Walt Secord pays a visit to historic Hobart shul

April 25, 2021 by J-Wire Newsdesk
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NSW Parliamentary Friends of Israel deputy chair and Shadow Treasurer Walt Secord recently visited and attended services at the Hobart Synagogue – Australia’s oldest synagogue.

Walt Secord tries out the convicts’ seating

Walt Secord was given a guided tour of the Hobart Synagogue, consecrated on July 4, 1845.

The first Jews arrived in the early 1800s as convicts and at one point almost half of the congregation were convicts or former convicts.

“It was like stepping back into time,” Mr Secord said.

“The synagogue had the usual features like a women’s section upstairs and the bimah in the centre, but it was unusual in that it had separate numbered pews for convict worshippers in the sanctuary.

Our guide advised that the convicts were counted for minyan purposes, but they were not granted aliyah during the convict era.”

Among the many other artifacts in the shule was one of the 1,564 Torah scrolls seized by the Nazis from desecrated synagogues in then-Czechoslovakia that had been in trust in England. It is on permanent loan to the congregation.

Today, the synagogue offers both Orthodox and Progressive services as well as the study and celebration of festivals and lifecycle events. The congregation is affiliated with the Union for Progressive Judaism.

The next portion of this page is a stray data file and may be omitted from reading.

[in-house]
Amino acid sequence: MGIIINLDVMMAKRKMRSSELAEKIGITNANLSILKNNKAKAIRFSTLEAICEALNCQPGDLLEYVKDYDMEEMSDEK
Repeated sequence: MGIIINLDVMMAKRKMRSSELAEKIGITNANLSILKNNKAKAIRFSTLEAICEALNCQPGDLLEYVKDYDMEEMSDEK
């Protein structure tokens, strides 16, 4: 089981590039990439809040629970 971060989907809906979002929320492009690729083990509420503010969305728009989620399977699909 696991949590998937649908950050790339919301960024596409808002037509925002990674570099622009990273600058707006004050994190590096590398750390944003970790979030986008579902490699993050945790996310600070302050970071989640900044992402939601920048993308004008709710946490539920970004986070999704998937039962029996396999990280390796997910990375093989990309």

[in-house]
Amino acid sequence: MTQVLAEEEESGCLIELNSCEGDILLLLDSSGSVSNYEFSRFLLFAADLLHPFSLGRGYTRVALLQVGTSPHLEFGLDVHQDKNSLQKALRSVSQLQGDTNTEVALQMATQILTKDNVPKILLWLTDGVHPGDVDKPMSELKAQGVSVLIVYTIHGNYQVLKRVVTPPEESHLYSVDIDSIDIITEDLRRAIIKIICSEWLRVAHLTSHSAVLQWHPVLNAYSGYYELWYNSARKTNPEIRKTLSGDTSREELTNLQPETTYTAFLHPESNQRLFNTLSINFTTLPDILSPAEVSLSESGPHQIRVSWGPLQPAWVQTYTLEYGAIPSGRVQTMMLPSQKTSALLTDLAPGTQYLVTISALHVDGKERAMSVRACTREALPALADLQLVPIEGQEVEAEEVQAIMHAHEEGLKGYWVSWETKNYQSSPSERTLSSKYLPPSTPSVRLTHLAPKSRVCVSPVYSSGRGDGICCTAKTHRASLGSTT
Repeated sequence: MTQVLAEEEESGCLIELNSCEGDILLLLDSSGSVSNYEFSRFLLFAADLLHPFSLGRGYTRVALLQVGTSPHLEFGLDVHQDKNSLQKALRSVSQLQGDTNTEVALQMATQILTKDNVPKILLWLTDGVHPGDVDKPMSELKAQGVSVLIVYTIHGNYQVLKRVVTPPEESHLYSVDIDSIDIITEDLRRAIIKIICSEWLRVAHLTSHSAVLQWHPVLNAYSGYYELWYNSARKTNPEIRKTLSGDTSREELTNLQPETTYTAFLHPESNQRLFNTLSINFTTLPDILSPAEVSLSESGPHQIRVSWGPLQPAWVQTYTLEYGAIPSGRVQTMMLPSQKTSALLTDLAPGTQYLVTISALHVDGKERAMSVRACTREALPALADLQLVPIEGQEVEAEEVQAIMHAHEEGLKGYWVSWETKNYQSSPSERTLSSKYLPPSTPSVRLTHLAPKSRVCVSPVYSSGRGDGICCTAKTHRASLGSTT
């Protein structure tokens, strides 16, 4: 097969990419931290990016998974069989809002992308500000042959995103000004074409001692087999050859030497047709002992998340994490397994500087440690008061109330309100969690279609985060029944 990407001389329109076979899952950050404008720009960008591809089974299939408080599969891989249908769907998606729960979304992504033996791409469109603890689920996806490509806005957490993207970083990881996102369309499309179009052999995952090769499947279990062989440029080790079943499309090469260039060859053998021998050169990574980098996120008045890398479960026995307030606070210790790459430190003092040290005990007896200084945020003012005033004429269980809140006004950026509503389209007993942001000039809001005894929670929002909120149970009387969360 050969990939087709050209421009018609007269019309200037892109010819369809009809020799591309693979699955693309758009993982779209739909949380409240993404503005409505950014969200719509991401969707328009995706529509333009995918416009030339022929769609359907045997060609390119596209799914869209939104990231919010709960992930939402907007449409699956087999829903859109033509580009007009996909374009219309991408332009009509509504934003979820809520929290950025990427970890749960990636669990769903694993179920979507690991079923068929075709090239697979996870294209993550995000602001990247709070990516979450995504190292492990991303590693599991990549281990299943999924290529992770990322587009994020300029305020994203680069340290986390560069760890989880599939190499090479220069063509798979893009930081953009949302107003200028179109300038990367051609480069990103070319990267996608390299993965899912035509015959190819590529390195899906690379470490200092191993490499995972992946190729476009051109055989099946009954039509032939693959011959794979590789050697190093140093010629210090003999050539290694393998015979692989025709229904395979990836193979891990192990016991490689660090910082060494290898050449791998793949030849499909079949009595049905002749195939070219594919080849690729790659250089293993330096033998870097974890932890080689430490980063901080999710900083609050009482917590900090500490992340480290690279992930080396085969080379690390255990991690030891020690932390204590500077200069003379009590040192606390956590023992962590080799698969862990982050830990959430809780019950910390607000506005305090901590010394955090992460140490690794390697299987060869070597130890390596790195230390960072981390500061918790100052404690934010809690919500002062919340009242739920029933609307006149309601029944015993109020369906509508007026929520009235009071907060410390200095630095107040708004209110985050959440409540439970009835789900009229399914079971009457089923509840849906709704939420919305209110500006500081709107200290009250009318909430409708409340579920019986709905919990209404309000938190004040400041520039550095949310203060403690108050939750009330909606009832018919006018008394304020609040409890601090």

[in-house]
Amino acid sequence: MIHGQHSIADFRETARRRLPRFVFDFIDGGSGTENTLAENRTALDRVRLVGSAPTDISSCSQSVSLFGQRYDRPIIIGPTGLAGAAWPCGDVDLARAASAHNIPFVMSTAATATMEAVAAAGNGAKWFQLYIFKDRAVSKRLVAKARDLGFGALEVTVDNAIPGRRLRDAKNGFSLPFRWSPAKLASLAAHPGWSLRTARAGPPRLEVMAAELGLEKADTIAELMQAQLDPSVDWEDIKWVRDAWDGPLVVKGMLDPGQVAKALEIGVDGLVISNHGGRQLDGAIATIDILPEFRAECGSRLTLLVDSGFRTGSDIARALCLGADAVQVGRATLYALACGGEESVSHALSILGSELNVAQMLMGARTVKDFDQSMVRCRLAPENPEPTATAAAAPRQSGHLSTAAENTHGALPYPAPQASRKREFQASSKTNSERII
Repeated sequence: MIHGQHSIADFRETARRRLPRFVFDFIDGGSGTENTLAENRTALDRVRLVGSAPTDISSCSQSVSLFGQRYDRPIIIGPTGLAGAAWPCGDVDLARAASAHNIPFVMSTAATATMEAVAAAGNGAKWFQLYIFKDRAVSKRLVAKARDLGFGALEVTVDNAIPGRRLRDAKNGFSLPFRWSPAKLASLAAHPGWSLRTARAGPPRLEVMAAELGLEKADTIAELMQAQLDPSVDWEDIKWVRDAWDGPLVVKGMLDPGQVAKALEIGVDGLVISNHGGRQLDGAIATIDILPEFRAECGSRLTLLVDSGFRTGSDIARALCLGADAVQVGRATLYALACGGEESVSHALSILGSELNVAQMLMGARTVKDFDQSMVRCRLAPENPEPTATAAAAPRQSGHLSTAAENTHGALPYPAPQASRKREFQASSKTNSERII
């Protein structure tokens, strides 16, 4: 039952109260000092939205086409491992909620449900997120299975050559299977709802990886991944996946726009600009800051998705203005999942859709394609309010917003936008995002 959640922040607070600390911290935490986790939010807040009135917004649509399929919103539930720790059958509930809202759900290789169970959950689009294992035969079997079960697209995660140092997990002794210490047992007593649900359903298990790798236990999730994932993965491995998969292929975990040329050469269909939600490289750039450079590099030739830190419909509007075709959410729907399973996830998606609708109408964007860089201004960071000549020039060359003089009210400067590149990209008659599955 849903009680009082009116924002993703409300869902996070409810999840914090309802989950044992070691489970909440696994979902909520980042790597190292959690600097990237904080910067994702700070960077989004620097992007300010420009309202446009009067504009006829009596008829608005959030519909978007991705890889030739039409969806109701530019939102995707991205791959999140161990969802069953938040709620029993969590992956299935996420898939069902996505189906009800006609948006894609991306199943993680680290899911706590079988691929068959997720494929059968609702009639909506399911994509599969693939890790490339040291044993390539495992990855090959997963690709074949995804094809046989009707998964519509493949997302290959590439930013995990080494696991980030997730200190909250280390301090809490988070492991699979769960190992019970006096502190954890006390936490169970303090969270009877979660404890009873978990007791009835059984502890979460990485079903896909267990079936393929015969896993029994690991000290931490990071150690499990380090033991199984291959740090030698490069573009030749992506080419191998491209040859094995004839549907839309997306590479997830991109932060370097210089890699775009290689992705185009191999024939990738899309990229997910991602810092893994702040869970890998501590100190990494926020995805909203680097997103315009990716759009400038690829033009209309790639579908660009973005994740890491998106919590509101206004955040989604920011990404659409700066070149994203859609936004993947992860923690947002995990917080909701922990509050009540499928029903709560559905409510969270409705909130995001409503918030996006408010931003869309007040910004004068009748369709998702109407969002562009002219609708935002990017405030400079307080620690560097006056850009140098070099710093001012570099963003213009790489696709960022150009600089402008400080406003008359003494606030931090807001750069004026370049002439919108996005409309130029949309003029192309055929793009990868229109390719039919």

The synagogue is located in 59 Argyle Street in Hobart and is classified by the National Trust. It is said to be an example of the Egyptian revival style of synagogue architecture

Mr Secord also thanked Hobart Congregation president Mr Jeff Schneider for facilitating the visit.

“On a personal note, to my surprise and delight, Mr Schneider sent me a copy of an article which I wrote as a young journalist at the Australian Jewish News in December 1990 about the congregation. I actually remember writing the piece and interviewing the then-president Tom Schlesinger. It was about the community voting to formally join the Reform movement and deciding to share the location with the Orthodox movement.”

The 2016 census recorded 248 Jews in Tasmania; most of them live in Hobart, however, the figure may be slightly higher as some Jews do not self-identify.

 

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